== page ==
Now a patron is different from a customer or client in that he or she buys or commissions some item partly with the view to obliging the seller. Barrett in his large and comfortable department on the second floor of the shop had the time and skill to charm his rich lady clients and to design the bindings of their books precisely to their requirements. His designs were certainly not entirely in the ancient tradition of the binder’s craft. He was more of a surface decorator, but entirely earnest in interpreting the wishes of his customers. He was the right man in the right place at the right time, and soon important customers came to the shop especially to see Mr. Barrett. When the world’s first bookplate society began in the year of Barrett’s arrival at Bumpus, he took little notice of it as the probably regarded it as an antiquarian and amateur hobby, not something which as likely to be profitable; but as he saw the bookplate fad become more and more popular I the 1890’s, he owed it to himself and his firm to take a serious interest in it. His approach was new and different. He designed ex libris to meet the exact wishes of his patrons as he had with his book-bindings.
Time went on and Barrett became the intimate of many influential people. He visited stately homes as a guest though probably also as an adviser on bookplates too. But with success came also some jealousy. A few collectors pointed out that these bookplates were not entirely his own work. In fact they were far from it; like Diaghilev his brilliant contemporary, he used a network of skilled support staff. Attempts have since been made to unscramble the omelet and to ascribe each of Barrett’s plates to an individual engraver – an interesting task, but largely irrelevant as it attempts to equate the archaic but well established methods of work of the period with modern methods. A careful examination of the contemporary documents clearly indicates that Barrett was the spring in the watch. For example, in a letter to her brother, who was at that time the managing director of the company, his eldest sister says “I know Barrett could not be replaced.” She even suggests offering him a partnership in the firm. Thus, as with the Shakespeare and Bacon controversy, careful research is needed, especially a thorough examination of the relevant documents in the Bumpus archives – these are infinitely more useful than the best conjectures at a later period of inquiry.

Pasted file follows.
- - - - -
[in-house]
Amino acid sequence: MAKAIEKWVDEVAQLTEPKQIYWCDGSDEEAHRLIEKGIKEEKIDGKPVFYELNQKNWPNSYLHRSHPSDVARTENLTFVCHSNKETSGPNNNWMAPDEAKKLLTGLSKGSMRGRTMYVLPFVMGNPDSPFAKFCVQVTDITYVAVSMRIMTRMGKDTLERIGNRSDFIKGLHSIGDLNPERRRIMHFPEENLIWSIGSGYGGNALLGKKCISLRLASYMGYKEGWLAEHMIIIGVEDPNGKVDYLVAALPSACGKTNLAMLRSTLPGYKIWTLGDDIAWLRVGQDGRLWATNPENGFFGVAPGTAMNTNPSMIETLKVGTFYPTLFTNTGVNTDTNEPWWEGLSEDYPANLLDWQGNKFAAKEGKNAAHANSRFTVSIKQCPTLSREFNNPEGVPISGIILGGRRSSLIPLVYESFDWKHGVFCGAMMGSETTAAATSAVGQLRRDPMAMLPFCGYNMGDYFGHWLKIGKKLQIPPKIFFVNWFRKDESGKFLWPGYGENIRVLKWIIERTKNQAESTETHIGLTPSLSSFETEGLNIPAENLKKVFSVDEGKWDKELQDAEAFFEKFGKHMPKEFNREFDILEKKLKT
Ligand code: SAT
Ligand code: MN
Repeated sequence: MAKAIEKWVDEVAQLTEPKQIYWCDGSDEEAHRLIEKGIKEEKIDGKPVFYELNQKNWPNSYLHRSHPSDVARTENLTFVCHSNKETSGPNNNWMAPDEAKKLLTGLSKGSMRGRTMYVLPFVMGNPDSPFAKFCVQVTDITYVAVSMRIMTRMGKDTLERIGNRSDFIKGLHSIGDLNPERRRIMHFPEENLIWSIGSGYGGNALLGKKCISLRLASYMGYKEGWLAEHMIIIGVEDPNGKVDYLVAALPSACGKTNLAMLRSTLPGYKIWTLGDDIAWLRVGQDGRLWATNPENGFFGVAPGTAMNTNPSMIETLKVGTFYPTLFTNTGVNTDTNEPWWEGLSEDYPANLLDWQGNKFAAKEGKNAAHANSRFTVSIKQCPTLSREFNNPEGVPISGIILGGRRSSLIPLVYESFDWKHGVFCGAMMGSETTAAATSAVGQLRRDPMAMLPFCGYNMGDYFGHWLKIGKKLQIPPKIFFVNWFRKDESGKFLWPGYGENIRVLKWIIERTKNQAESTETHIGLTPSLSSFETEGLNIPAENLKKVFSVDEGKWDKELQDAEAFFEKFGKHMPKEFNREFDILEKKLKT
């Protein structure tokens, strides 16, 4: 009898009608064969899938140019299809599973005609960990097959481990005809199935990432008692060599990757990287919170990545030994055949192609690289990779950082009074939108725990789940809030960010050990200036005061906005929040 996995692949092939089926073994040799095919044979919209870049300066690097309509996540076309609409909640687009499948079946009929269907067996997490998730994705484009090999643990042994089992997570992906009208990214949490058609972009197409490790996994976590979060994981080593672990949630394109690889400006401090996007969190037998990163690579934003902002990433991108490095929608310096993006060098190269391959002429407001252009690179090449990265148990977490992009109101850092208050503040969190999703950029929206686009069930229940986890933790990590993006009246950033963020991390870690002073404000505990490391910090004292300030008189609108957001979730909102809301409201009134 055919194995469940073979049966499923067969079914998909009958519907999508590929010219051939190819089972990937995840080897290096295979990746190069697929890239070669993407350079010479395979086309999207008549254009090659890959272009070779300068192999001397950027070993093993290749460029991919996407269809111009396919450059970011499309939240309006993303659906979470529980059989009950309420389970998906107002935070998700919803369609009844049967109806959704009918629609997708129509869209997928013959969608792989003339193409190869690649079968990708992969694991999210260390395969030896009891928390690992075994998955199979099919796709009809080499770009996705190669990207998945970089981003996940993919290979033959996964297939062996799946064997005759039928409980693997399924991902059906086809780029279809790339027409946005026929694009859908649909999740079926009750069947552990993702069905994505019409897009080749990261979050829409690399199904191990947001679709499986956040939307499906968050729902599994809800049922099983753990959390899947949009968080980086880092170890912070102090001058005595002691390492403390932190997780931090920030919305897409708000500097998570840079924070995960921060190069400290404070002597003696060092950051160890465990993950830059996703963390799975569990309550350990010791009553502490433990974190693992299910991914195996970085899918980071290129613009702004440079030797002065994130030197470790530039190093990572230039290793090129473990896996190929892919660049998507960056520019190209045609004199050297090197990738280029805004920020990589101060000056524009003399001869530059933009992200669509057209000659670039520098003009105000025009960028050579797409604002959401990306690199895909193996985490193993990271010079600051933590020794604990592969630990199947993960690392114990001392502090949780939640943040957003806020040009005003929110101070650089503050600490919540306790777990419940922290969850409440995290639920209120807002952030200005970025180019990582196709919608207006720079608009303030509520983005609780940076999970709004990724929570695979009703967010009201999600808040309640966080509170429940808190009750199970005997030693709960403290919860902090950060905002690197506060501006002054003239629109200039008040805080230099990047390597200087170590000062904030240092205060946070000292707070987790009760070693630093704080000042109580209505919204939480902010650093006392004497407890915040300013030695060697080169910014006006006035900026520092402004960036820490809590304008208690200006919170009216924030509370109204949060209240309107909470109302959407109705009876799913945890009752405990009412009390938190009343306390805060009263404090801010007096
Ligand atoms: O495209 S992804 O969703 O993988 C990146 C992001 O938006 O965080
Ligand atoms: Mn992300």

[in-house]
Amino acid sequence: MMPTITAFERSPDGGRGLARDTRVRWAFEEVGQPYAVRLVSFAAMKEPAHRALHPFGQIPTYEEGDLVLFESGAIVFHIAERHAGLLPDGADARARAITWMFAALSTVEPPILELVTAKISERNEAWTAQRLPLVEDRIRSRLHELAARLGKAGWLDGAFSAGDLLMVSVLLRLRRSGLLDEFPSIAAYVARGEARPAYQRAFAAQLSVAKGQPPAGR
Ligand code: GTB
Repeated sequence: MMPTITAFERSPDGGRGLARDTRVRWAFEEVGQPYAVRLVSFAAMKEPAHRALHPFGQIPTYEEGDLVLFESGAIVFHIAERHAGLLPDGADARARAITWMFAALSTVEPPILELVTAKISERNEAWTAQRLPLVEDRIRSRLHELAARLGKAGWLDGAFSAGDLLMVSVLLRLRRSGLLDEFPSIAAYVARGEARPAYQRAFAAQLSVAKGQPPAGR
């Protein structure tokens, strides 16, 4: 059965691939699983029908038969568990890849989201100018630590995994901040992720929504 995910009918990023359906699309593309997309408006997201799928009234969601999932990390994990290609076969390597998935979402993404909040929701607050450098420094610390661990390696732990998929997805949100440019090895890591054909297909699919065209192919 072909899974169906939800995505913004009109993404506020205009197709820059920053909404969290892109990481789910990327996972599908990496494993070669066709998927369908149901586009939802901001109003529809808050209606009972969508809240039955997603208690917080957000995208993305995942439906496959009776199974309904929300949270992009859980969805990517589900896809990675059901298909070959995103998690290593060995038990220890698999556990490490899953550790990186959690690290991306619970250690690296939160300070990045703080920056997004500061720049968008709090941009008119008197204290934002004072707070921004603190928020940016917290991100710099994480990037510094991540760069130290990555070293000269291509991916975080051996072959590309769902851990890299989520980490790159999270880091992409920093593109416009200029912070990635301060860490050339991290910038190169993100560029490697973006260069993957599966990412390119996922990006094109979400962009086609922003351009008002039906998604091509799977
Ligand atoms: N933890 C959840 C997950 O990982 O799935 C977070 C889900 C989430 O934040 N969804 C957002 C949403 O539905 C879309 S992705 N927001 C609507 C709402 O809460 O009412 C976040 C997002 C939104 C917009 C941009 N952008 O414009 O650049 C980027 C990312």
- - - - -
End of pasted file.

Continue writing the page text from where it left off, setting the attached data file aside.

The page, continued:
The Barrett plates are excellent of their kind, perhaps the best of their kind, and in my book “The Barrett Saga” I try to return to the fascinating late Victorian and Edwardian times especially from about 1880 up to the 1914 War. A time of Punch jokes, the gorgeous dresses of Tosspot’s paintings, the flunkeyism, the snobbery, the jingoism, the patient craftsmanship, the misery of the slums and the stuffiness of those overstuffed gas-lit drawing rooms. The rich people of the time British and American are reanimated in their tastes, backgrounds and characters through the candid undistorting mirror of their W.P.B. bookplates, offering us a fascinating ‘retro’ mirror – perhaps also helping Barrett to stand up again to let us evaluate his work and see him in the round.